Somewhat less well-known is another neurotransmitter, dopamine. Among other things, dopamine acts as a motivator, creating a sensation of pleasure when the brain is stimulated by achievement. Dopamine is also involved in maintaining attention – some forms of ADHD are linked to irregular responses to dopamine.[1]

      So dopamine plays a key role in keeping us focused on our goals and motivating us to attain them, rewarding our attention and achievement by elevating our mood. That is, we feel good when we work towards our goals.

      Dopamine is related to wanting – to desire. The attainment of the object of our desire releases dopamine into our brains and we feel good. Conversely, the frustration of our desires starves us of dopamine, causing anxiety and fear.

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      One of the greatest desires is romantic love – the long-lasting, “till death do us part” kind. It’s no surprise, then, that romantic love is sustained, at least in part, through the constant flow of dopamine released in the presence – real or imagined – of our true love. Loss of romantic love cuts off that supply of dopamine, which is why it feels like you’re dying – your brain responds by triggering all sorts of anxiety-related responses.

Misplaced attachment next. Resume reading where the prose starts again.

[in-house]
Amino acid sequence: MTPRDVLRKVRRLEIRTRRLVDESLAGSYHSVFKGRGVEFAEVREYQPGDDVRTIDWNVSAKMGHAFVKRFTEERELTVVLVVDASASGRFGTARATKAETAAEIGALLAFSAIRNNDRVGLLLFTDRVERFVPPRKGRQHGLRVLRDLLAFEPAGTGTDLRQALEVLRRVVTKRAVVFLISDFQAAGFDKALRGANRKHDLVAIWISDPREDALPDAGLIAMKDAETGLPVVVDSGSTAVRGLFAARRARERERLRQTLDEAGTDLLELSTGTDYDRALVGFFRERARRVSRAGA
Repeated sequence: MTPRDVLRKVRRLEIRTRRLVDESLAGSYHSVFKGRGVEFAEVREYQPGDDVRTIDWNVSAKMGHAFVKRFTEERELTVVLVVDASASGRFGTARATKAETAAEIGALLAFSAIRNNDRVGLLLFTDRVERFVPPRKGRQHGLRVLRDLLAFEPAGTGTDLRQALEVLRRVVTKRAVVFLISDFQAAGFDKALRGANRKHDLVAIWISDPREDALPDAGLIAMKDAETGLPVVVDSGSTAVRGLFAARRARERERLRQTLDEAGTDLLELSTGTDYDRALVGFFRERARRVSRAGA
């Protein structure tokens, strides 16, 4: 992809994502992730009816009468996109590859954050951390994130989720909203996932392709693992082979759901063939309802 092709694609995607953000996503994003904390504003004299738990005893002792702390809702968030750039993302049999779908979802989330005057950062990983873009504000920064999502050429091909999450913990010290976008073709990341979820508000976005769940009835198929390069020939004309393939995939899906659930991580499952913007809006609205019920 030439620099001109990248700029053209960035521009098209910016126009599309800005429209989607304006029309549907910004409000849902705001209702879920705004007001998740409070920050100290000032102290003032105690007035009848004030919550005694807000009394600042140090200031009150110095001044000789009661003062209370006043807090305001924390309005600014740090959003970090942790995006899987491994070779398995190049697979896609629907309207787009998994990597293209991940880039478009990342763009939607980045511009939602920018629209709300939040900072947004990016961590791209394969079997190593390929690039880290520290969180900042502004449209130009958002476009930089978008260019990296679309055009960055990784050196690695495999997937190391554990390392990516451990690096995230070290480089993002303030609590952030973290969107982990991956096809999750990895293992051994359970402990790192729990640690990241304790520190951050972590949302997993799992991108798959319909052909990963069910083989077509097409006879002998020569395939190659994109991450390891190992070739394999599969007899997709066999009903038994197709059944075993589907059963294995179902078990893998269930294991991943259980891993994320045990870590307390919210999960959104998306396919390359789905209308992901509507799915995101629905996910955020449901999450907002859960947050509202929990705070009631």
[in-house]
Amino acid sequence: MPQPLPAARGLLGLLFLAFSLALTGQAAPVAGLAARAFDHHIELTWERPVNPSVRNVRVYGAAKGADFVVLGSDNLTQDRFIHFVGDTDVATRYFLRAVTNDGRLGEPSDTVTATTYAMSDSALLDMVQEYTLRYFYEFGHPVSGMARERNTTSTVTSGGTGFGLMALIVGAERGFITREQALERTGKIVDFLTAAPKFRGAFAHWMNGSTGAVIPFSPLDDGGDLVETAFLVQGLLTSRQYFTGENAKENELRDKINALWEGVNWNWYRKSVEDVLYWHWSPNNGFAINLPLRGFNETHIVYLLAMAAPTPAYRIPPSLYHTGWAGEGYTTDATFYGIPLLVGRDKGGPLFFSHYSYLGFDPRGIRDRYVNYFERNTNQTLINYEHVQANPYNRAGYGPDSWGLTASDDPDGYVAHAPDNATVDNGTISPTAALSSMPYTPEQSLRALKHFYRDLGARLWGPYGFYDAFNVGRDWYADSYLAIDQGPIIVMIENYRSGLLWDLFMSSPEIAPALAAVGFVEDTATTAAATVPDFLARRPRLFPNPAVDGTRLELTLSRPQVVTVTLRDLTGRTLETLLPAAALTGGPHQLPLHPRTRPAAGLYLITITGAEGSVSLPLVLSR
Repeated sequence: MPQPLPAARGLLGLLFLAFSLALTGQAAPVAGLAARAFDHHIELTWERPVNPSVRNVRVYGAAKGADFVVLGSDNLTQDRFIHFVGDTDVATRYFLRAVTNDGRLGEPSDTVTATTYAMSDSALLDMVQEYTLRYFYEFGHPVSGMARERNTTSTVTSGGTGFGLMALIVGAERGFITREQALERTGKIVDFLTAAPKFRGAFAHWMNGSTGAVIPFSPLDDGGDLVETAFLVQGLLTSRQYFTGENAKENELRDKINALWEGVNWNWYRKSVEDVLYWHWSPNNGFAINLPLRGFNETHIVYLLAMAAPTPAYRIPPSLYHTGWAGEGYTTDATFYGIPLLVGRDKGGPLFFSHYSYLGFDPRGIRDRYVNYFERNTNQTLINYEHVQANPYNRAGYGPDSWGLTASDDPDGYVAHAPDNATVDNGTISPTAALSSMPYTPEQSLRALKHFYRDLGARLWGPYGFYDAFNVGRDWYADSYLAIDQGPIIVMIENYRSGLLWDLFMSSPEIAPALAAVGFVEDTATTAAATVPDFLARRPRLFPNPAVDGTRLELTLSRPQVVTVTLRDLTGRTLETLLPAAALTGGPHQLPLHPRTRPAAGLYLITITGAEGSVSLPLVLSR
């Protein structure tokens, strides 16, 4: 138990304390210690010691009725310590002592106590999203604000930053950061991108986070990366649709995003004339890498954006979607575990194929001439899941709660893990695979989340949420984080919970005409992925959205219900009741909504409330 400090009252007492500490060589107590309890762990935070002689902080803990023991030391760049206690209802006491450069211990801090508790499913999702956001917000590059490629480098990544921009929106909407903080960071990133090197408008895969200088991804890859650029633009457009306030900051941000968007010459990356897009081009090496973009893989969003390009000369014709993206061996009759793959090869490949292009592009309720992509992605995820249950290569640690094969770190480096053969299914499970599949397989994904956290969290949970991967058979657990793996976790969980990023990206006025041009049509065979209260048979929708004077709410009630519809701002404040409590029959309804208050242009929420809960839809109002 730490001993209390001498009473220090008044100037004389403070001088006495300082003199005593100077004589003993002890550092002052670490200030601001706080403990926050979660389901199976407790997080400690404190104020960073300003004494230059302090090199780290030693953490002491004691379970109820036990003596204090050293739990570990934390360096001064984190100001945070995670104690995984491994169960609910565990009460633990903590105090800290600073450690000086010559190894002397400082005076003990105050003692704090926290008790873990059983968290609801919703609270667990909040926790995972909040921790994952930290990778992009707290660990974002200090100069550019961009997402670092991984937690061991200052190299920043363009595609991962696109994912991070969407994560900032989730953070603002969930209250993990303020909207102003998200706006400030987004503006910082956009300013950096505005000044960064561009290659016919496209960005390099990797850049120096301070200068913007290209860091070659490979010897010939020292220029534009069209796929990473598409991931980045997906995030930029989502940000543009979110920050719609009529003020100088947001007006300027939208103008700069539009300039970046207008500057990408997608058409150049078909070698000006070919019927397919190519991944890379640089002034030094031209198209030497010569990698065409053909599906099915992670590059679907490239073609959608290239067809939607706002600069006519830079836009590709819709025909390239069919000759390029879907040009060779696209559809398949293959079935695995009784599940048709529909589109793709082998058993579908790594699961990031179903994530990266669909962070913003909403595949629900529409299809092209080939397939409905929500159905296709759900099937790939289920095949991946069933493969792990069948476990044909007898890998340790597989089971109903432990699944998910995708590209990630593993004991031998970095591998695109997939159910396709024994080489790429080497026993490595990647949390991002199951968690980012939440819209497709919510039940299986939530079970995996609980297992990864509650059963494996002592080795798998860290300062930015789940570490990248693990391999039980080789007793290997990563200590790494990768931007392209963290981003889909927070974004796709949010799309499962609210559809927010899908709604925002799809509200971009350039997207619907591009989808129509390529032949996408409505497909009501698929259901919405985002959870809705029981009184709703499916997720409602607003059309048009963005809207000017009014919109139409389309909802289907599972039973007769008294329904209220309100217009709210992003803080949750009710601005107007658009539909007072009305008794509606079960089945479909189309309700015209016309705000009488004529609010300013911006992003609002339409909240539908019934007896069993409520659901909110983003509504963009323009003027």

Herein lies obsession, as we go to ever-increasing lengths in search of that dopamine reward. Stalking specialists warn against any kind of contact with a stalker, positive or negative, because any response at all triggers that reward mechanism. If you let the phone ring 50 times and finally pick up on the 51st ring to tell your stalker off, your stalker gets his or her reward, and learns that all s/he has to do is wait for the phone to ring 51 times.

      Romantic love isn’t the only kind of desire that can create this kind of dopamine addiction, though – as Captain Ahab (from Moby Dick) knew well, any suitably important goal can become an obsession once the mind has established ownership.

      The Neurology of Ownership

      Ownership turns out to be about a lot more than just legal rights. When we own something, we invest a part of ourselves into it – it becomes an extension of ourselves.

      In a famous experiment at Cornell University, researchers gave students school logo coffee mugs, and then offered to trade them chocolate bars for the mugs. Very few were willing to make the trade, no matter how much they professed to like chocolate. Big deal, right? Maybe they just really liked those mugs![2]